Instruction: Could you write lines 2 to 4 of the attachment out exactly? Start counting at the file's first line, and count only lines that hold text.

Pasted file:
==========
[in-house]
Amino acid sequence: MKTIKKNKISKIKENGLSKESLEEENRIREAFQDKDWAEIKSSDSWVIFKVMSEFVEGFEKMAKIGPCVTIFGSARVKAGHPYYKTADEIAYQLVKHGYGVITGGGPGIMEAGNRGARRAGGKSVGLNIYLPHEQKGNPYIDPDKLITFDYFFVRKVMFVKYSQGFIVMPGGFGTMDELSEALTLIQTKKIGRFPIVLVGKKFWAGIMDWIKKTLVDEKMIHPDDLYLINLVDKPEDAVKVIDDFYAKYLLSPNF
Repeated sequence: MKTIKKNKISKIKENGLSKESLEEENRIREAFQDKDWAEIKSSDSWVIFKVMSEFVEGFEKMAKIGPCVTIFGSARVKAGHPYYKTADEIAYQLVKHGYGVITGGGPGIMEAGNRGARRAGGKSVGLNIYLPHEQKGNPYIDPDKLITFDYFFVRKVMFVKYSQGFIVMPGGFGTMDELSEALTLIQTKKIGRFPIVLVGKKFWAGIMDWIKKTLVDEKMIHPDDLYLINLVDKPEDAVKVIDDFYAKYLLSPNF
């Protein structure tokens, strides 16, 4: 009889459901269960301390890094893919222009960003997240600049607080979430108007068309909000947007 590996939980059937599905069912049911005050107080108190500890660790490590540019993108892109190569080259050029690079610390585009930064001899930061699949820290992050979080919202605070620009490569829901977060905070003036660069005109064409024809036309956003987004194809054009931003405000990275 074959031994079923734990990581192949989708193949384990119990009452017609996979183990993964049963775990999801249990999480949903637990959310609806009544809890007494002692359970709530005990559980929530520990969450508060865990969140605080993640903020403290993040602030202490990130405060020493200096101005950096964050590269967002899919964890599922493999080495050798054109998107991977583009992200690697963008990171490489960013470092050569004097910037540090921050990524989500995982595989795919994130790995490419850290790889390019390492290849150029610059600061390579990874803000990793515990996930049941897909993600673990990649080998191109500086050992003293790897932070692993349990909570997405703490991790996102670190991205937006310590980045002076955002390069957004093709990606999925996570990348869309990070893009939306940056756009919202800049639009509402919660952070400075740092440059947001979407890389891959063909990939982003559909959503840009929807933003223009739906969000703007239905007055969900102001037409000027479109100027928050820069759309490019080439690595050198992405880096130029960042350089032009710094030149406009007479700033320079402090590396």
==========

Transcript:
Amino acid sequence: MKTIKKNKISKIKENGLSKESLEEENRIREAFQDKDWAEIKSSDSWVIFKVMSEFVEGFEKMAKIGPCVTIFGSARVKAGHPYYKTADEIAYQLVKHGYGVITGGGPGIMEAGNRGARRAGGKSVGLNIYLPHEQKGNPYIDPDKLITFDYFFVRKVMFVKYSQGFIVMPGGFGTMDELSEALTLIQTKKIGRFPIVLVGKKFWAGIMDWIKKTLVDEKMIHPDDLYLINLVDKPEDAVKVIDDFYAKYLLSPNF
Repeated sequence: MKTIKKNKISKIKENGLSKESLEEENRIREAFQDKDWAEIKSSDSWVIFKVMSEFVEGFEKMAKIGPCVTIFGSARVKAGHPYYKTADEIAYQLVKHGYGVITGGGPGIMEAGNRGARRAGGKSVGLNIYLPHEQKGNPYIDPDKLITFDYFFVRKVMFVKYSQGFIVMPGGFGTMDELSEALTLIQTKKIGRFPIVLVGKKFWAGIMDWIKKTLVDEKMIHPDDLYLINLVDKPEDAVKVIDDFYAKYLLSPNF
């Protein structure tokens, strides 16, 4: 009889459901269960301390890094893919222009960003997240600049607080979430108007068309909000947007 590996939980059937599905069912049911005050107080108190500890660790490590540019993108892109190569080259050029690079610390585009930064001899930061699949820290992050979080919202605070620009490569829901977060905070003036660069005109064409024809036309956003987004194809054009931003405000990275 074959031994079923734990990581192949989708193949384990119990009452017609996979183990993964049963775990999801249990999480949903637990959310609806009544809890007494002692359970709530005990559980929530520990969450508060865990969140605080993640903020403290993040602030202490990130405060020493200096101005950096964050590269967002899919964890599922493999080495050798054109998107991977583009992200690697963008990171490489960013470092050569004097910037540090921050990524989500995982595989795919994130790995490419850290790889390019390492290849150029610059600061390579990874803000990793515990996930049941897909993600673990990649080998191109500086050992003293790897932070692993349990909570997405703490991790996102670190991205937006310590980045002076955002390069957004093709990606999925996570990348869309990070893009939306940056756009919202800049639009509402919660952070400075740092440059947001979407890389891959063909990939982003559909959503840009929807933003223009739906969000703007239905007055969900102001037409000027479109100027928050820069759309490019080439690595050198992405880096130029960042350089032009710094030149406009007479700033320079402090590396």